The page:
Arthur Phillip High School sees a drop in suspensions and increase in attendance since introducing Chromebooks
Wednesday, April 1, 2015
Editor's Note: Today’s guest author is Geeta Ajetrao, the Head Teacher of Digital Learning at Arthur Phillip High School (APHS). Geeta helped guide the successful adoption of technology at APHS and is currently responsible for implementing the school’s digital policies and overseeing digital curriculum.
At Arthur Phillip High School a public secondary school in Parramatta, Australia, we educate 1,500 students in grades 7-12. They come from 65 different countries, and over 90 percent of them speak a language other than English at home. Recognised for our long-standing commitment to digital education, administrators and teachers at Arthur Phillip wanted to make teaching and learning more fluid by improving and enhancing our ever – expanding digital education structure.
One hundred Chromebooks were purchased for a pilot group of students and teachers to test out Google Apps for Education, and both students and teachers alike were enthusiastic about them. Our teachers said Google Drive “made it easy for them to plan interactive lessons,” which would keep the students engaged for an entire period. In Ancient Egypt history class, students start up their Chromebooks in no time - unlike their old laptops. Students can navigate to the site their teacher created to watch and discuss a YouTube video or annotate a map in Google Maps. Chromebooks have created student-centred lessons, allowing students to move at their own pace as teachers provide them with immediate feedback.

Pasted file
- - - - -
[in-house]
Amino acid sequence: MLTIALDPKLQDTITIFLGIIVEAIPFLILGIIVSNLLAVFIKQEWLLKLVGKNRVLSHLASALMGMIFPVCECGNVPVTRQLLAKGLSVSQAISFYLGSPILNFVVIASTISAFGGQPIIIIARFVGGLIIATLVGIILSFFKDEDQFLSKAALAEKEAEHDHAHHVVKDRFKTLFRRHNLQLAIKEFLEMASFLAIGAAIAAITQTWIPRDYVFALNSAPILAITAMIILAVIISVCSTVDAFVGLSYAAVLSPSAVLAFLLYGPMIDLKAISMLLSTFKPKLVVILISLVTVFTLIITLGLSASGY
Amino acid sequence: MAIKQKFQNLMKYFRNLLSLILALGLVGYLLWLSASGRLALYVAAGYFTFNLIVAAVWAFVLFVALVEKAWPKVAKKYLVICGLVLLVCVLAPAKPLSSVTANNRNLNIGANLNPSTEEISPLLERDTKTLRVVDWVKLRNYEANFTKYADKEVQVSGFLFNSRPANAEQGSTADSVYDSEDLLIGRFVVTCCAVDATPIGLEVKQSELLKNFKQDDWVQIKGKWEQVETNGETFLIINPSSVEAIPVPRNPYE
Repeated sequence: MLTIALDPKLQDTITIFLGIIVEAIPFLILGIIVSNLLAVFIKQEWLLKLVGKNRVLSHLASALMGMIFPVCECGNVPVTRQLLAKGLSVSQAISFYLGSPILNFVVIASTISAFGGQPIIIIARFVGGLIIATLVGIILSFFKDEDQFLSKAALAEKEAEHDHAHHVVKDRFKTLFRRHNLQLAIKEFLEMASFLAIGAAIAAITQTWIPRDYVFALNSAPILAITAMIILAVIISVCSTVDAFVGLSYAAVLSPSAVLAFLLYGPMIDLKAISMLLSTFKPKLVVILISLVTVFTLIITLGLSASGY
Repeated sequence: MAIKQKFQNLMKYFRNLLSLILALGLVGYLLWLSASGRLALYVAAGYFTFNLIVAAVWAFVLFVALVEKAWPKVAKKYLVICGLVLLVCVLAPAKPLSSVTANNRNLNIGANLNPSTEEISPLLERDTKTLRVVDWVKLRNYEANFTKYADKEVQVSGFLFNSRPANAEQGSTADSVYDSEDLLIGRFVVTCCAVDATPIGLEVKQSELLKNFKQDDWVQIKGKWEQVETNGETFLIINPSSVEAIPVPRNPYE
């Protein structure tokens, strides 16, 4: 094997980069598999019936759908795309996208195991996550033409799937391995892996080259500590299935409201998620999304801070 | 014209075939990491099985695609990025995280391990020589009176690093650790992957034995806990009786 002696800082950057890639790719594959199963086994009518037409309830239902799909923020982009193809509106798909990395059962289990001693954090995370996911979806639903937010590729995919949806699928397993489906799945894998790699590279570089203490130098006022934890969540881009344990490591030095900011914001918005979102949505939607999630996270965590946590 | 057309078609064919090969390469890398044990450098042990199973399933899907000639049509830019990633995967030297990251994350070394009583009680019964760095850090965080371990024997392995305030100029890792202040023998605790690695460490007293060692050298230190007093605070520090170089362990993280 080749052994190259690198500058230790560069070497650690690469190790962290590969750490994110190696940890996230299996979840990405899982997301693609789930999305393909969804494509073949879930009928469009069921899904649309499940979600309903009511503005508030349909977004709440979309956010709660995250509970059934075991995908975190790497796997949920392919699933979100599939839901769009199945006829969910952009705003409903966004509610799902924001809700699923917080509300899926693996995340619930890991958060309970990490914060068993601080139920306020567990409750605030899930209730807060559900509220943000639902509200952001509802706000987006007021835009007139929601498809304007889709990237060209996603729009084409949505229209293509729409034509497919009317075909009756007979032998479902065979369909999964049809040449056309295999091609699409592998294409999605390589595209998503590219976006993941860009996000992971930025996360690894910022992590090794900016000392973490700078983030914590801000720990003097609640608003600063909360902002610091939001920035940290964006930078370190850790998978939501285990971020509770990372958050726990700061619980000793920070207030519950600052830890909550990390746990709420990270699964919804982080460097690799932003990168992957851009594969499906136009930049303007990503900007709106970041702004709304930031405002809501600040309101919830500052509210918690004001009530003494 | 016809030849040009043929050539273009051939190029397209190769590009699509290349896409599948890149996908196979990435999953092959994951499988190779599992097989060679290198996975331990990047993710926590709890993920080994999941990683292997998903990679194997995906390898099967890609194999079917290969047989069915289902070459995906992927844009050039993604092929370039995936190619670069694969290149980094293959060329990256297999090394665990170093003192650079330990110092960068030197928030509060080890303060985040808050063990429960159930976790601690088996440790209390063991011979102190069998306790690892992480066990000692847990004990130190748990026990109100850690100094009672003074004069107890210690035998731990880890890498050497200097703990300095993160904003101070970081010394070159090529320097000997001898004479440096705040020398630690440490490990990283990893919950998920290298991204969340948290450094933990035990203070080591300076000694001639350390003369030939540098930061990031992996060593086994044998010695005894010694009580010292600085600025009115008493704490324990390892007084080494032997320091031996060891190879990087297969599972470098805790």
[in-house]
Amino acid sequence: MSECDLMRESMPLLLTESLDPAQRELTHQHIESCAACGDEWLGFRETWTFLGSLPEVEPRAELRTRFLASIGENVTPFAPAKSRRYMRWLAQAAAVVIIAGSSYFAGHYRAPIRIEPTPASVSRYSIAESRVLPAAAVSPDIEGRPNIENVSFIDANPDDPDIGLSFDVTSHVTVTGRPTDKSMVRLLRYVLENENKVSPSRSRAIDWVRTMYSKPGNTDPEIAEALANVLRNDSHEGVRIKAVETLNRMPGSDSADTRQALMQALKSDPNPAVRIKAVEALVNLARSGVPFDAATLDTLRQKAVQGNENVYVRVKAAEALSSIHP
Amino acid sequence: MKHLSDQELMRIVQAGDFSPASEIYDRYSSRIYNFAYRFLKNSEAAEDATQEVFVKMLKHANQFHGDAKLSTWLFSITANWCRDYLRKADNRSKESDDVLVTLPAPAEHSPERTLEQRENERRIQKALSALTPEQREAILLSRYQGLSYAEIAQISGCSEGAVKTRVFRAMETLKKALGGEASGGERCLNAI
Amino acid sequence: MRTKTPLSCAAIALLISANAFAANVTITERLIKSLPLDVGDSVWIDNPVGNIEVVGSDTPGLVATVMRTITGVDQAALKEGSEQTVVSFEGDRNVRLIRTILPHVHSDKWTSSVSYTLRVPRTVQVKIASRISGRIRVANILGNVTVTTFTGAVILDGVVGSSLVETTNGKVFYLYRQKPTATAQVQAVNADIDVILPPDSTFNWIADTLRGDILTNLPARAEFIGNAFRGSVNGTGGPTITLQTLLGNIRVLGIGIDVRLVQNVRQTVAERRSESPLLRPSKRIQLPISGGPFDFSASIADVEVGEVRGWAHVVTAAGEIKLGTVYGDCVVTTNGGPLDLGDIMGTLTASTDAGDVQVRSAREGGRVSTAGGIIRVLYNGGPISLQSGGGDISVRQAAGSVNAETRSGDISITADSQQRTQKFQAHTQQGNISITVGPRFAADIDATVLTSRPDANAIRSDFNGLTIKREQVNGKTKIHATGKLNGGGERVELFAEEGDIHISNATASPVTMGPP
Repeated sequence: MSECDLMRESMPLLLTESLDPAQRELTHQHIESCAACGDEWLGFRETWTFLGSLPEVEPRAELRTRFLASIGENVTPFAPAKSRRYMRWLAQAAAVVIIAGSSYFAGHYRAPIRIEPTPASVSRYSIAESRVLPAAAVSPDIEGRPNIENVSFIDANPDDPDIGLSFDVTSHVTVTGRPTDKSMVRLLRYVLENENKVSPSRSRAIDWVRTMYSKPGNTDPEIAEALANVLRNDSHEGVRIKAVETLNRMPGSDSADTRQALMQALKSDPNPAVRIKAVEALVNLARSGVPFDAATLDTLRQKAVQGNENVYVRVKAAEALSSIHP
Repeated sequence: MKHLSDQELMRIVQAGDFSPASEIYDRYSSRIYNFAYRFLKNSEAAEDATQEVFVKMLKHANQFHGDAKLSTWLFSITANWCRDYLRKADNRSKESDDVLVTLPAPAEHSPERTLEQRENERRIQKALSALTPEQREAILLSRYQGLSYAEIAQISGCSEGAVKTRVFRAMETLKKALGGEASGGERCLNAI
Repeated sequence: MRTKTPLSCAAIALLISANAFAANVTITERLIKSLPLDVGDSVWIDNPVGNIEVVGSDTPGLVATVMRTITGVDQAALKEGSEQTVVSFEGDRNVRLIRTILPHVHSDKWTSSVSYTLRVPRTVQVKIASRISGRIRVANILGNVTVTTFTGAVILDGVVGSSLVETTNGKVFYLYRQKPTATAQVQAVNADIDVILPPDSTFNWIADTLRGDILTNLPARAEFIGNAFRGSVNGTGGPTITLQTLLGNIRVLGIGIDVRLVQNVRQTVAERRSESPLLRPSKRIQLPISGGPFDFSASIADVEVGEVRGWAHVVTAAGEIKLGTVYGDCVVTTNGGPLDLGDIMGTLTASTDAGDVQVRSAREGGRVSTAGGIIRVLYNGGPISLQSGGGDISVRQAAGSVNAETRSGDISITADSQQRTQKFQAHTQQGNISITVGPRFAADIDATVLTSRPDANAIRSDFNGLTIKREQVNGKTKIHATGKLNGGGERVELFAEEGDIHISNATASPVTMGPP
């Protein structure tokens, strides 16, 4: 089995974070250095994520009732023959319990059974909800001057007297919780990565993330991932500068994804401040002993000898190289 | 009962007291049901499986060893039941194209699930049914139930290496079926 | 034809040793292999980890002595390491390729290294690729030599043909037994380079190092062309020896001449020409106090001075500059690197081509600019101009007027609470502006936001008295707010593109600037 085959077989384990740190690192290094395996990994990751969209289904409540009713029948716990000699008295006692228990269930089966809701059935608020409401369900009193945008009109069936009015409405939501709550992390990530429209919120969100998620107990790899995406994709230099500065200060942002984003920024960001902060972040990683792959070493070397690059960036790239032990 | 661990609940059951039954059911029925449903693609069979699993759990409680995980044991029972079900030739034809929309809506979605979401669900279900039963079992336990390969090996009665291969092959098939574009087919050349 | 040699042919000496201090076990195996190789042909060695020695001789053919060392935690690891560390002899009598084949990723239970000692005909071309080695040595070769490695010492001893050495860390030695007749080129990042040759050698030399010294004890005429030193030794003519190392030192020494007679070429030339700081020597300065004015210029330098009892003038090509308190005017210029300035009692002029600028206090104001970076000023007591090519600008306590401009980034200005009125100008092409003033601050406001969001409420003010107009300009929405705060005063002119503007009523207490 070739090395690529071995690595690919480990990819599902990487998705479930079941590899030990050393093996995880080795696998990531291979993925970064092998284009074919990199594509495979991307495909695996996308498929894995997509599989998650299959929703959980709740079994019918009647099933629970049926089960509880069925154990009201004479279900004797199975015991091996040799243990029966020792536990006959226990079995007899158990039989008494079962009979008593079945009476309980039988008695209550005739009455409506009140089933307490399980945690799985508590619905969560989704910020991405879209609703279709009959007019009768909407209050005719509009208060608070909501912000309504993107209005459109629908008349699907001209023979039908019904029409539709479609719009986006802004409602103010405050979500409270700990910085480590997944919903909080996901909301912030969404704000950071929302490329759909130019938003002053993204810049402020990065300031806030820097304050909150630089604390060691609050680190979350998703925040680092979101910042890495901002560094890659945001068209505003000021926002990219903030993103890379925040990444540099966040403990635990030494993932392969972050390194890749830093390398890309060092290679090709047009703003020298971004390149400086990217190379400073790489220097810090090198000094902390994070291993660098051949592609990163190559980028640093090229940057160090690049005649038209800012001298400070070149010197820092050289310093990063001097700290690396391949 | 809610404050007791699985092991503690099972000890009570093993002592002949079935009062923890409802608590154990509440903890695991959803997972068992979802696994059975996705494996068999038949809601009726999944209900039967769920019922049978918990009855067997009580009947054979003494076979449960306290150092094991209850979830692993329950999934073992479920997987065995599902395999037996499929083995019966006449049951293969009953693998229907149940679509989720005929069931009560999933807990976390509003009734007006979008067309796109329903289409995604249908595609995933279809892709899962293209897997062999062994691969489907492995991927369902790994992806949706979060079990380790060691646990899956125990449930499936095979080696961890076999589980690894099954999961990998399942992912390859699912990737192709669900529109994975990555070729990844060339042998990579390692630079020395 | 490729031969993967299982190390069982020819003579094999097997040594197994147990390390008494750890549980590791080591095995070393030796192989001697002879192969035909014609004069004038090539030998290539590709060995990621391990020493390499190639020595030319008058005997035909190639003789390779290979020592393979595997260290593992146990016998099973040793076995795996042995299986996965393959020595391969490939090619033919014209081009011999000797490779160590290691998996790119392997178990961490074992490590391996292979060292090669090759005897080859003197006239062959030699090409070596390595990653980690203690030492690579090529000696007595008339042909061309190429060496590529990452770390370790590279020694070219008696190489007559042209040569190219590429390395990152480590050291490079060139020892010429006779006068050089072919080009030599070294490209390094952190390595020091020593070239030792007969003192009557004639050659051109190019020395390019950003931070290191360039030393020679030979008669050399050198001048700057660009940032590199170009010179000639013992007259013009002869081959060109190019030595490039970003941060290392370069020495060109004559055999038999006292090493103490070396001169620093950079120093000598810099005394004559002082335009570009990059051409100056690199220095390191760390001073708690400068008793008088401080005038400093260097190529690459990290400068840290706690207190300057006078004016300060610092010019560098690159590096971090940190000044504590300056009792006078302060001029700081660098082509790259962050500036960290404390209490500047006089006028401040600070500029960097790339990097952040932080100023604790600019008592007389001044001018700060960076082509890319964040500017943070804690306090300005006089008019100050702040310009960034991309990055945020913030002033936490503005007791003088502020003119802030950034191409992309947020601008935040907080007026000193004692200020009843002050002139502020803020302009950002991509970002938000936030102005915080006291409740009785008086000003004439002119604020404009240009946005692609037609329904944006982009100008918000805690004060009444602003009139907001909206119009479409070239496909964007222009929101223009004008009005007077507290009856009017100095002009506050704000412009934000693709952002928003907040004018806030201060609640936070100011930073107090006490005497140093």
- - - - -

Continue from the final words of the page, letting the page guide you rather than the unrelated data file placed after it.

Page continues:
Since we introduced a digital learning environment, suspensions have decreased by 50 percent, and attendance has risen significantly. What I’ve noticed most is that the school has a calmer vibe--more students are engaged and excited about their lessons, rather than being bored or distracted. Chromebooks have changed the way our students think about learning. Most importantly, they know it doesn’t have to stop once they leave the classroom.